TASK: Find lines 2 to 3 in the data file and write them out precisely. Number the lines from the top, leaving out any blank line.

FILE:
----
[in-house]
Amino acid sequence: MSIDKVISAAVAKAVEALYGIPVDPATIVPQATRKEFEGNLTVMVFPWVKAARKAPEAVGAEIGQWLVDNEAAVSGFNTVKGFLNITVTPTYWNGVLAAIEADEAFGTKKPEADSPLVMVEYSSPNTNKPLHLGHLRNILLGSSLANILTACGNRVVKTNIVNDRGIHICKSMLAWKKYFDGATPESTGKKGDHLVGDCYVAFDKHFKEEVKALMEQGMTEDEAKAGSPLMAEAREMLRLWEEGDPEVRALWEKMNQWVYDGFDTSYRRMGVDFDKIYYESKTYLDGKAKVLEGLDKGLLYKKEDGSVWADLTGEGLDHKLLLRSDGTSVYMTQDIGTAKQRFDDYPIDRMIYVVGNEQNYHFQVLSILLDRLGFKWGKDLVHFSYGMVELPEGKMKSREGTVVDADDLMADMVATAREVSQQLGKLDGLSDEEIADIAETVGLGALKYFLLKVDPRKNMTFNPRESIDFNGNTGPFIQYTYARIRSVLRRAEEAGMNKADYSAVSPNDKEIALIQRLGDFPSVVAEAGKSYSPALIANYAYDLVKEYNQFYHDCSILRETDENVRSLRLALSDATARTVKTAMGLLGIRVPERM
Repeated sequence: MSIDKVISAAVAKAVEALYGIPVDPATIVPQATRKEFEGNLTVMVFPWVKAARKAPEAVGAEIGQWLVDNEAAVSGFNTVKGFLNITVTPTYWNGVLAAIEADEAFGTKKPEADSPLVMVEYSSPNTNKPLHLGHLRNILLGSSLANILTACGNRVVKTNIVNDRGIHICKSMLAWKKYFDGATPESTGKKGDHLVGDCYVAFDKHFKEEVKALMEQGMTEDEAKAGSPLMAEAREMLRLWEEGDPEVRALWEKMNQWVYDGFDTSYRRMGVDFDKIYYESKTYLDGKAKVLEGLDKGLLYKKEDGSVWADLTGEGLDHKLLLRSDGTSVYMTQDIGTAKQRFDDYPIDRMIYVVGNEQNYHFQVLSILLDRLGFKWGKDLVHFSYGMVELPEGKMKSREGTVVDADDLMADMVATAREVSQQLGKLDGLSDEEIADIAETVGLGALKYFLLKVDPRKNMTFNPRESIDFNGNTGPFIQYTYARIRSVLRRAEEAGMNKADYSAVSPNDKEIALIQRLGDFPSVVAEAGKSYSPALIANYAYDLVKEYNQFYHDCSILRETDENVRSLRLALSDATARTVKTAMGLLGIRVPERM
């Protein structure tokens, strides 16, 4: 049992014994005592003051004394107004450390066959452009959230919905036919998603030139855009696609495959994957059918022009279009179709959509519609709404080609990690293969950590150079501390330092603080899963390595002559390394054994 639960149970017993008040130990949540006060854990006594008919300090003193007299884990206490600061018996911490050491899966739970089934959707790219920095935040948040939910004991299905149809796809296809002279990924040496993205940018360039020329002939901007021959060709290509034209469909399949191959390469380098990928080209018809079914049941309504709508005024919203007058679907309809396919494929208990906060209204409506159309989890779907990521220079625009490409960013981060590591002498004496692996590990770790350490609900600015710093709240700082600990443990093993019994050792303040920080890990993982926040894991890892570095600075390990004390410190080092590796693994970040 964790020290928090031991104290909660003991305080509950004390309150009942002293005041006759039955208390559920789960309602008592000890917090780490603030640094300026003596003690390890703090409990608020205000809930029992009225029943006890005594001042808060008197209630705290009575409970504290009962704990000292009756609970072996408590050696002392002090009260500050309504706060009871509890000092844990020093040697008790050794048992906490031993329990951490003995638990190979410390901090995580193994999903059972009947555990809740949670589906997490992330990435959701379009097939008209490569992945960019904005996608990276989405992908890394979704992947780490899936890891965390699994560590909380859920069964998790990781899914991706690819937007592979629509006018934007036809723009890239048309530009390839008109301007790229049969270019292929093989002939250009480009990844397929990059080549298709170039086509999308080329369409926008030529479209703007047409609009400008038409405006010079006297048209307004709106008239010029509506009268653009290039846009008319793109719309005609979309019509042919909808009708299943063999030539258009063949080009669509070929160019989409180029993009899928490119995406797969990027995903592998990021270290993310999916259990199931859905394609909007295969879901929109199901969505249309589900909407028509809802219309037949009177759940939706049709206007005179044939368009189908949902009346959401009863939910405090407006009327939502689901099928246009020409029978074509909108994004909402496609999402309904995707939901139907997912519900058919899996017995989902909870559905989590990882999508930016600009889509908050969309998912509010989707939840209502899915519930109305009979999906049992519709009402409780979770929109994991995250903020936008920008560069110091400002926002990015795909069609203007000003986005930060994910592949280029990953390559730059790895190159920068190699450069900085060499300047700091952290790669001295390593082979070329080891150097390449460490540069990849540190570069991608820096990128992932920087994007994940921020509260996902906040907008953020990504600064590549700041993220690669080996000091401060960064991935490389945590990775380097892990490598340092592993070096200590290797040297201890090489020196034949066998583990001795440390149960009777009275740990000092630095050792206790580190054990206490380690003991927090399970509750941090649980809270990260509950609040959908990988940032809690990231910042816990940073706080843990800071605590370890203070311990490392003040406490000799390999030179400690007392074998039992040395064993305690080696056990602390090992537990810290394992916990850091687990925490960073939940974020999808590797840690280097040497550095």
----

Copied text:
Amino acid sequence: MSIDKVISAAVAKAVEALYGIPVDPATIVPQATRKEFEGNLTVMVFPWVKAARKAPEAVGAEIGQWLVDNEAAVSGFNTVKGFLNITVTPTYWNGVLAAIEADEAFGTKKPEADSPLVMVEYSSPNTNKPLHLGHLRNILLGSSLANILTACGNRVVKTNIVNDRGIHICKSMLAWKKYFDGATPESTGKKGDHLVGDCYVAFDKHFKEEVKALMEQGMTEDEAKAGSPLMAEAREMLRLWEEGDPEVRALWEKMNQWVYDGFDTSYRRMGVDFDKIYYESKTYLDGKAKVLEGLDKGLLYKKEDGSVWADLTGEGLDHKLLLRSDGTSVYMTQDIGTAKQRFDDYPIDRMIYVVGNEQNYHFQVLSILLDRLGFKWGKDLVHFSYGMVELPEGKMKSREGTVVDADDLMADMVATAREVSQQLGKLDGLSDEEIADIAETVGLGALKYFLLKVDPRKNMTFNPRESIDFNGNTGPFIQYTYARIRSVLRRAEEAGMNKADYSAVSPNDKEIALIQRLGDFPSVVAEAGKSYSPALIANYAYDLVKEYNQFYHDCSILRETDENVRSLRLALSDATARTVKTAMGLLGIRVPERM
Repeated sequence: MSIDKVISAAVAKAVEALYGIPVDPATIVPQATRKEFEGNLTVMVFPWVKAARKAPEAVGAEIGQWLVDNEAAVSGFNTVKGFLNITVTPTYWNGVLAAIEADEAFGTKKPEADSPLVMVEYSSPNTNKPLHLGHLRNILLGSSLANILTACGNRVVKTNIVNDRGIHICKSMLAWKKYFDGATPESTGKKGDHLVGDCYVAFDKHFKEEVKALMEQGMTEDEAKAGSPLMAEAREMLRLWEEGDPEVRALWEKMNQWVYDGFDTSYRRMGVDFDKIYYESKTYLDGKAKVLEGLDKGLLYKKEDGSVWADLTGEGLDHKLLLRSDGTSVYMTQDIGTAKQRFDDYPIDRMIYVVGNEQNYHFQVLSILLDRLGFKWGKDLVHFSYGMVELPEGKMKSREGTVVDADDLMADMVATAREVSQQLGKLDGLSDEEIADIAETVGLGALKYFLLKVDPRKNMTFNPRESIDFNGNTGPFIQYTYARIRSVLRRAEEAGMNKADYSAVSPNDKEIALIQRLGDFPSVVAEAGKSYSPALIANYAYDLVKEYNQFYHDCSILRETDENVRSLRLALSDATARTVKTAMGLLGIRVPERM